Seaworthy Magazine: Thunderstorms - A Few Members' Accounts
I have been sailing for approximately fifteen years and have been in many situations where I had to call on skills from with, but the storm we encountered on the weekend of 1995 certainly got my attention that I was not PREPARED.
The weekend started with a nice sail from Hernando Beach Marina to Ancloyte Key, which is off the coast of Tarpon Springs, Florida. We sailed with friends, each taking our own boats.
We anchored at Ancloyte Key which is a favorite for mariners in that area. We had a good day when my wife suggested we sail back to Hernando Beach as she had some things to do at our home in Ocala. I readily agreed to this since we would be sailing at night, which I enjoy. My wife has never been keen on sailing at night but she was willing to compromise. We noticed a storm cell developing over Tarpon Springs and learned on the weather forecast that a severe thunderstorm was steering NE of us and heading south to St. Petersburg, I felt like any danger of us being in a storm was diminishing. We weighed anchor and bid our friends farewell, telling them we were going back.
About two hours later as steamed North to our destination, I noticed a storm developing in our path. I tuned the weather forecast to the correct decibel and learned we had not heard the forecast form Yankeetown which is north of Hernando Beach. They were issuing severe thunderstorm and high winds warnings. We had been listening to St. Petersburg prior to the broadcast from Yankeetown. WE could not hear the later broadcast because the signal from St. Petersburg was stronger in the area of Anclothe Key.
I told my wife we should head out to sea to avoid the storm. MISTAKE ONE: Within one hour the storm was upon us. It caught us by surprise. The canvas was still up. The winds were aft and blowing very hard. I tried to bring the sails down but it was too late. The wind twisted the jib into two large billowing knots of sail and began its repetitious and deafening sounds as if the sail wanted to depart from this hell. The winds had picked up to approximately 50 knots. The lightning was everywhere, streaking into the water and across the dark skies. The rain had turned into dime-sized hail and was pelting our foul weather gear sounding as though we were victims of an assassin using a slingshot armed with pellets.
Meanwhile during this maelstrom, I had managed to bring the main sail down part way but the violet winds had the sail adhered to the spreaders and I watched in agony and helplessness as my sails were being torn in shreds along the edges and where the spreaders were.
The sea had now built up to eight-foot waves and was propelling as at seventeen knots according to the knot meter. We were actually surfing down side on the waves. And we were being driven further out to sea. The weather was tenacious. At times, I subtracted myself out of this scenario and visualized myself observing being tossed around on a large sea with the accompanied lightning and angry water.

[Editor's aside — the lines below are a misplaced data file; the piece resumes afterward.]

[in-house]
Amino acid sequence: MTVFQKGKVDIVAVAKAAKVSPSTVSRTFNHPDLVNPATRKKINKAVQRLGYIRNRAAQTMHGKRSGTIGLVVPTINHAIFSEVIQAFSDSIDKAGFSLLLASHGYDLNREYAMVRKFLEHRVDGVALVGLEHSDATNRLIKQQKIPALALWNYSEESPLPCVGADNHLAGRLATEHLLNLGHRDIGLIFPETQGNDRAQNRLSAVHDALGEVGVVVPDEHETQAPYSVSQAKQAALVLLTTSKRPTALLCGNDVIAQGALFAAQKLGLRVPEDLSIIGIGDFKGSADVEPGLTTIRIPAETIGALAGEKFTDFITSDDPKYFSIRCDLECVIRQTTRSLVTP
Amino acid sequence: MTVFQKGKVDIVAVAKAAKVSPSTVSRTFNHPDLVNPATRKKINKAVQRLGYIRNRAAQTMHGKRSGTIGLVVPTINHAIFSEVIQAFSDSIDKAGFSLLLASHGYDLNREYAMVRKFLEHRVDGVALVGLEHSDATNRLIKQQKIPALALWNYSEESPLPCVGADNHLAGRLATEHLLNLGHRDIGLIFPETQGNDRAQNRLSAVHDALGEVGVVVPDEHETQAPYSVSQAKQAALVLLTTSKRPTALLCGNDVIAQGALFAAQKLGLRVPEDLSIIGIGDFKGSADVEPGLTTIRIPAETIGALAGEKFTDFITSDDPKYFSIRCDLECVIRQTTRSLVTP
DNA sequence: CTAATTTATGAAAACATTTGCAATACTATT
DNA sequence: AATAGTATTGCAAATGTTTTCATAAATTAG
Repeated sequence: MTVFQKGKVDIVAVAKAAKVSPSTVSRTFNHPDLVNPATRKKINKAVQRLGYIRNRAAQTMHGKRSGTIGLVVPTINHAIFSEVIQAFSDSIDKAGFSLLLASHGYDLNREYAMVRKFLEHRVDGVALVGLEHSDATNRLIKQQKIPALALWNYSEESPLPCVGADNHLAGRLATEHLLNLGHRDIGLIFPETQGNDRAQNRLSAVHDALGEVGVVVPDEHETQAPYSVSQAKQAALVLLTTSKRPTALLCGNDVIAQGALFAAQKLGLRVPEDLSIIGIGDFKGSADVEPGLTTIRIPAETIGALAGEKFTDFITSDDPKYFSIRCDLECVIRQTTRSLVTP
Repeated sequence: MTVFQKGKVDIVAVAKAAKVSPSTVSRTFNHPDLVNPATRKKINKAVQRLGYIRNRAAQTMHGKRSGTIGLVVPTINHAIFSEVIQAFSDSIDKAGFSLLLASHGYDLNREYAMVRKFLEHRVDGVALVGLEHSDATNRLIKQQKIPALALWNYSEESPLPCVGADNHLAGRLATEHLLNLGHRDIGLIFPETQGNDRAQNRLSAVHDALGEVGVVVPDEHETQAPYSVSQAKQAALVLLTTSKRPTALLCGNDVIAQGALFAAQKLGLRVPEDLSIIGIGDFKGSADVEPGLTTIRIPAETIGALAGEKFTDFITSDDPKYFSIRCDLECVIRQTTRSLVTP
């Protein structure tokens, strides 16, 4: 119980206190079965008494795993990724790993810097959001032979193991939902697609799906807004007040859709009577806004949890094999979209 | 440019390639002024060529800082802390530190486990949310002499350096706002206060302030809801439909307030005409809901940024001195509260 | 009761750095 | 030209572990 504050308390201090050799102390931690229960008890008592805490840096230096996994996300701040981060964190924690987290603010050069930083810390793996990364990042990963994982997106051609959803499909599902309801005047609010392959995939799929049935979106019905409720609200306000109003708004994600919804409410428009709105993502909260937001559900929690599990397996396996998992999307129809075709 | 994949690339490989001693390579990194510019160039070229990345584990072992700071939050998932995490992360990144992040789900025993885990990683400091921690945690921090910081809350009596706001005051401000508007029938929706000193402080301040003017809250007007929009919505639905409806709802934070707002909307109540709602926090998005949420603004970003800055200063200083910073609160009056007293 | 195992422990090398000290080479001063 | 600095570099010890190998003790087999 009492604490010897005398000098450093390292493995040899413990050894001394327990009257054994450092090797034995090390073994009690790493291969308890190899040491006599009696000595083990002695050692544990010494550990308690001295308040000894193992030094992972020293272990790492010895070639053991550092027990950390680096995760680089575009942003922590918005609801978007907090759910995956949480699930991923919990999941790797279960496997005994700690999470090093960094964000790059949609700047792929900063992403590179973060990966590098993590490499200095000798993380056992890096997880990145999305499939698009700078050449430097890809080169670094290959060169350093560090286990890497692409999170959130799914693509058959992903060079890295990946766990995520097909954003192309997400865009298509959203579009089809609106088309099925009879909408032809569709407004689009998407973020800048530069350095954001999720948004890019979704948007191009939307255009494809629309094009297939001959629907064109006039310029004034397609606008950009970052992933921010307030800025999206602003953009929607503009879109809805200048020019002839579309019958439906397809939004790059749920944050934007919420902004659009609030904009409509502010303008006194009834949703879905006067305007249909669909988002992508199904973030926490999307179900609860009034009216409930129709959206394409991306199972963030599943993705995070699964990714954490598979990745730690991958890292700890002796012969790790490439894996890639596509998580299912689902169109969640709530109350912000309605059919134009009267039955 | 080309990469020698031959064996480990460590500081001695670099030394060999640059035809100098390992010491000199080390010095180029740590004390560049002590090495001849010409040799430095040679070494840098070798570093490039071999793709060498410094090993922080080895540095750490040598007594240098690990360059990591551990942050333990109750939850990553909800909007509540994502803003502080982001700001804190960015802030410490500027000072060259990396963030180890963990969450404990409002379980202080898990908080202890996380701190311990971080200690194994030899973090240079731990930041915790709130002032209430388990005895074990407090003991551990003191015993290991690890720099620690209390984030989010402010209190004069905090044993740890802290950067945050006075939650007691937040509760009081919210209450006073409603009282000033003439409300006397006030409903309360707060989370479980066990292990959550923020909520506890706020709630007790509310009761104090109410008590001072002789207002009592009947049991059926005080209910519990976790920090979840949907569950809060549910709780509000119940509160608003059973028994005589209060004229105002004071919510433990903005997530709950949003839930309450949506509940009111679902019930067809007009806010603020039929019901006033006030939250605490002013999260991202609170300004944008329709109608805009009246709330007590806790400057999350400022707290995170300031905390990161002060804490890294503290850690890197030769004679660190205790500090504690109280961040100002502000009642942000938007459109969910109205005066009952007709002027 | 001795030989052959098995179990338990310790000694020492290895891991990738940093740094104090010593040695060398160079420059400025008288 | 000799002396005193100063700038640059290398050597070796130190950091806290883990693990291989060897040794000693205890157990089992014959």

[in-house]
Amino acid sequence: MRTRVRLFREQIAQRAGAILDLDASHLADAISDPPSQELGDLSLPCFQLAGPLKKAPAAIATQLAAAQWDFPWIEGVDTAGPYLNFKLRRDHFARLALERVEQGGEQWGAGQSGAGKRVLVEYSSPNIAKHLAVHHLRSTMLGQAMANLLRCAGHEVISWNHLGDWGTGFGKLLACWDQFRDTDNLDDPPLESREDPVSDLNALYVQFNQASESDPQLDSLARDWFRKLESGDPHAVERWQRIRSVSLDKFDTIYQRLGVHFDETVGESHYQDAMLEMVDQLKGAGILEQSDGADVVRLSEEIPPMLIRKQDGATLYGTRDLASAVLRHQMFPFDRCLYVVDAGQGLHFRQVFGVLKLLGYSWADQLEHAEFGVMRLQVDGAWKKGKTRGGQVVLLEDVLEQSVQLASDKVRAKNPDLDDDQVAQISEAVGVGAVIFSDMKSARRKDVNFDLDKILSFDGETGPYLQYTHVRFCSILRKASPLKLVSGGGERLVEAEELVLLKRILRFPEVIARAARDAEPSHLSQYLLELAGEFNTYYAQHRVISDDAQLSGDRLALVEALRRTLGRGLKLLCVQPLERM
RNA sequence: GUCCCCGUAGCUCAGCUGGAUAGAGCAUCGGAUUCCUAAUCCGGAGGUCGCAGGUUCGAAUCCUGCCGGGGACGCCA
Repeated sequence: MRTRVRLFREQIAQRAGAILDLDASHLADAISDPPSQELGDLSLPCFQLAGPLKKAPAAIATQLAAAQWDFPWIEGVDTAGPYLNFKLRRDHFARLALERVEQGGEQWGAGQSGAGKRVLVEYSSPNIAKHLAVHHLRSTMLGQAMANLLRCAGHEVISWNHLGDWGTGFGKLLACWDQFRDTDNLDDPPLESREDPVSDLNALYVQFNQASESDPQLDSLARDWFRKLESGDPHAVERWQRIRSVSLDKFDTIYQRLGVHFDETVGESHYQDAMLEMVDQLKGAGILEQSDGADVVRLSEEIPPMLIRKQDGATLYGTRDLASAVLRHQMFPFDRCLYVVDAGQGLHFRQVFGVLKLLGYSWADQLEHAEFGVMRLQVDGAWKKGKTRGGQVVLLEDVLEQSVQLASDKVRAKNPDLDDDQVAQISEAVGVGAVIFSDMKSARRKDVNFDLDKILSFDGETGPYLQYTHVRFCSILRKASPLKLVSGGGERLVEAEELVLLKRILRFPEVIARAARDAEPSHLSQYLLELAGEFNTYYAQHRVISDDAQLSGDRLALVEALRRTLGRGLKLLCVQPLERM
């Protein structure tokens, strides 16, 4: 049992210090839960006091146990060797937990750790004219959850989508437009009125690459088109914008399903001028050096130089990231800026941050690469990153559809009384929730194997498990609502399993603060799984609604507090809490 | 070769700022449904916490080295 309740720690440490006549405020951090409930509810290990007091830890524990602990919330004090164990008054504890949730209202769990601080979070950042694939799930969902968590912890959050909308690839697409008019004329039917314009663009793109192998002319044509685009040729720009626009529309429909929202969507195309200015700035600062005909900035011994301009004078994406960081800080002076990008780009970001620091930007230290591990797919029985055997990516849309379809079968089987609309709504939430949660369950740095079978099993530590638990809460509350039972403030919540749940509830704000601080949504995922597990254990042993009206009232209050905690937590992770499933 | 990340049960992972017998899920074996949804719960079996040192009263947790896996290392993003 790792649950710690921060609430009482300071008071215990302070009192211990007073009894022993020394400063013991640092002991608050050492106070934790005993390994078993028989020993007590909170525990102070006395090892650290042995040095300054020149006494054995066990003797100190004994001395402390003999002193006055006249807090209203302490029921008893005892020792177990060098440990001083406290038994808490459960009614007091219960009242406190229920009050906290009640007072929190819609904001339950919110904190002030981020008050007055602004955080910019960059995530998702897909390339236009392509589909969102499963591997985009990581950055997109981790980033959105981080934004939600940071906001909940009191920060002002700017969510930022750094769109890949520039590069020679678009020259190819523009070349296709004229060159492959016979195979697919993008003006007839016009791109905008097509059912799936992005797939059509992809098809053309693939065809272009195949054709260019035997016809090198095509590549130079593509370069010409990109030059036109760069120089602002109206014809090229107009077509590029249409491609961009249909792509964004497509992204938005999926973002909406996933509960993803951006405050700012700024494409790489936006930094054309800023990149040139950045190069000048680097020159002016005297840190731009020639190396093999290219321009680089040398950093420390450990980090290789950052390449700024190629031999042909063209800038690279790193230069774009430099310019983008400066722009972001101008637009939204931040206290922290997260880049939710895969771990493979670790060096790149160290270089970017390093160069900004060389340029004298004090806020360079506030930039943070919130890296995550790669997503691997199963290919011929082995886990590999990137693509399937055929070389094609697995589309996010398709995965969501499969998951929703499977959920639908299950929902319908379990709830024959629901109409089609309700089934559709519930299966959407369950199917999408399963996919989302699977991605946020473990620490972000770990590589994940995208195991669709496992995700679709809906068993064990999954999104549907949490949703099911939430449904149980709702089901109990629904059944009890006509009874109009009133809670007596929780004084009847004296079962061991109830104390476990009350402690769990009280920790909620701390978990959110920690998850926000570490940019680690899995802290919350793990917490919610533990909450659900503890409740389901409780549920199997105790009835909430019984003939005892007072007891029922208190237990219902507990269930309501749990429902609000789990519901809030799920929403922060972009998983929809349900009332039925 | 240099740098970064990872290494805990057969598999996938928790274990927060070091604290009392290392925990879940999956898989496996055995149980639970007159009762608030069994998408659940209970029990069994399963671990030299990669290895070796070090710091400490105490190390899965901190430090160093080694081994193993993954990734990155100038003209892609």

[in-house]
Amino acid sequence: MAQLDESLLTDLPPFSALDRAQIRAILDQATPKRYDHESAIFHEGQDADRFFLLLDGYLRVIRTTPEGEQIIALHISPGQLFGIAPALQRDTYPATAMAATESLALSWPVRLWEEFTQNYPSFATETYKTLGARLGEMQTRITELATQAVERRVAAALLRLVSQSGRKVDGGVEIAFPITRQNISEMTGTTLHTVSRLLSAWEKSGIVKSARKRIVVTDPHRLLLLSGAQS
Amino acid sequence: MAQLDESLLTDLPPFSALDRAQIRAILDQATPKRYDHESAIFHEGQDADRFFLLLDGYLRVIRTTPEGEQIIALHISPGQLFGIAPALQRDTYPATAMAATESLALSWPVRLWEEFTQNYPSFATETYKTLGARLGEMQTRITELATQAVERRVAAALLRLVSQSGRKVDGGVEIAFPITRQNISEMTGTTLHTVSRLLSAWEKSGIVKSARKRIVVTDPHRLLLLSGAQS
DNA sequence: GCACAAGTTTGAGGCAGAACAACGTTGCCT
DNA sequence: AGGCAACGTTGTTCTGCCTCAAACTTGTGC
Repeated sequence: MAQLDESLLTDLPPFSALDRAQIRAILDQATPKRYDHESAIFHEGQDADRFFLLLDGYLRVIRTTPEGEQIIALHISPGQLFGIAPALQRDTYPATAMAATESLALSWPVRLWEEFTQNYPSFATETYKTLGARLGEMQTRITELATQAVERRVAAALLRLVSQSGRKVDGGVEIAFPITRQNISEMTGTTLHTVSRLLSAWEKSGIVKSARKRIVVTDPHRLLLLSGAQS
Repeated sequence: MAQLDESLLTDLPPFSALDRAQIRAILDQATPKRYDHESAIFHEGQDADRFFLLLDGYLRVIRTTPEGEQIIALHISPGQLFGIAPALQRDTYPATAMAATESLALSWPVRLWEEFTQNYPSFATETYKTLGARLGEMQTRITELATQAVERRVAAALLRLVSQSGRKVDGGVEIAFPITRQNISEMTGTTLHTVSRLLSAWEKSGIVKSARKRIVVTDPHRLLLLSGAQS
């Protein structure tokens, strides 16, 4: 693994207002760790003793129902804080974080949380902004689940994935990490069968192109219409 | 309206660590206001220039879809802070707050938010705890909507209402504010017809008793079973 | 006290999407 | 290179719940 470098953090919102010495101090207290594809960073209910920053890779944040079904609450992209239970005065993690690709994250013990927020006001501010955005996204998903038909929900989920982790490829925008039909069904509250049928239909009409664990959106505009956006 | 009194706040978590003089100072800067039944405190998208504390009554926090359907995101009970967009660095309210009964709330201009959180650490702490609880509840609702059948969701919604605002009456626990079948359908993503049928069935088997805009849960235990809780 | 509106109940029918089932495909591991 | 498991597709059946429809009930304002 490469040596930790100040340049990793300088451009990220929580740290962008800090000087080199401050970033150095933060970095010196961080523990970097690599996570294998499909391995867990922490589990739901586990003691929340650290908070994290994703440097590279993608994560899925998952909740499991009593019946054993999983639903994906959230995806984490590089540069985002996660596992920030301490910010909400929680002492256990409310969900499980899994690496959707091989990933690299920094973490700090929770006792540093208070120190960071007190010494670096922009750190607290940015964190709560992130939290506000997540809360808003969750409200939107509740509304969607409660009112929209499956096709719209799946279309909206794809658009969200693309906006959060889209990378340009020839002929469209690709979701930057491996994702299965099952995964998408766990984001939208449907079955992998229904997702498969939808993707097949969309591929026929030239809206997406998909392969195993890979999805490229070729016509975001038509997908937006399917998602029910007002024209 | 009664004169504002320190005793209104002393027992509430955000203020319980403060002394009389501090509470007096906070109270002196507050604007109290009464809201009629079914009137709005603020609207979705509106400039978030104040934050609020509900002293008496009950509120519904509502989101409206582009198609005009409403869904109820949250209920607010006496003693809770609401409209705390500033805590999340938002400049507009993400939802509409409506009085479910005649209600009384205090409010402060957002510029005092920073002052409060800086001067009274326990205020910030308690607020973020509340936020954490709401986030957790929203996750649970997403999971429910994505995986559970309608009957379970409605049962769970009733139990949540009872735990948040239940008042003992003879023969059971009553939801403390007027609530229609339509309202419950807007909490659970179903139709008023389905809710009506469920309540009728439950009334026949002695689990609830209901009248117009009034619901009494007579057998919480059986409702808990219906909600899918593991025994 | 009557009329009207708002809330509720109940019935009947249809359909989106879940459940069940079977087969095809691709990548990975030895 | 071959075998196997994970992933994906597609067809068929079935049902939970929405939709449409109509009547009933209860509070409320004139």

I thought it best to turn on the engine and head back into the waves hit beam side and the engine dies. I went down into the engine room and found the filters had clogged with sludge. I had to abort any idea of starting the engine as I had no spare.
MISTAKE TWO : During this whole ordeal, my wife, usually a first mate, I can count on was wavering in her stamina and conviction. I could see the anxiety and panic deepen in her face. I kept saying to her that" everything is going to be all right" even though I was saying this out of habit and to keep my mind focused on saving us and the boat.
When the engine failed, she went down in the cabin and collapsed on one of the bunks and said she could not go on any further. She asked me to summon the Coast Guard. I fasten my harness onto the lifelines and worked my way up to the anchors. The boat was still surfing at a fast speed but was not going as fast as it was for the storm was subsiding. I tossed the two anchors over and hoped they would catch. One anchor had 150' rode and the other had 100' rode. By now we had been driven out to sea 25 miles form shore and in 43' of water. I was fortunate as the anchors found their hold and swung the boat into the wind. The anchorage was very pleasant compared to the fiasco we had gone through.
I called the Coast Guard. Thet dispatched a TowBoatU.S. vessel to find us and to tow us in. The vessel found us two hours later and towed us to our marina.
Even though I have been sailing since 1982, I learned these lessons.
- Do not set sail until the weather is all clear.
- Make sure your fuel tank is void of any contamination.
- Carry extra fuel filters.
- Stow sea anchors on board. I now have a parachute and a large Danforth.
- Purchase a 25-mm flare gun. My 12-gauge flare did not go high enough for the tow boat to find me because of the wave action and the high winds were carrying my flare down wind before it could achieve 150 '.
Anecdote: The boat came through with flying colors. She handled very well considering the adverse conditions. It was the skipper and the first mate that suffered for the worse.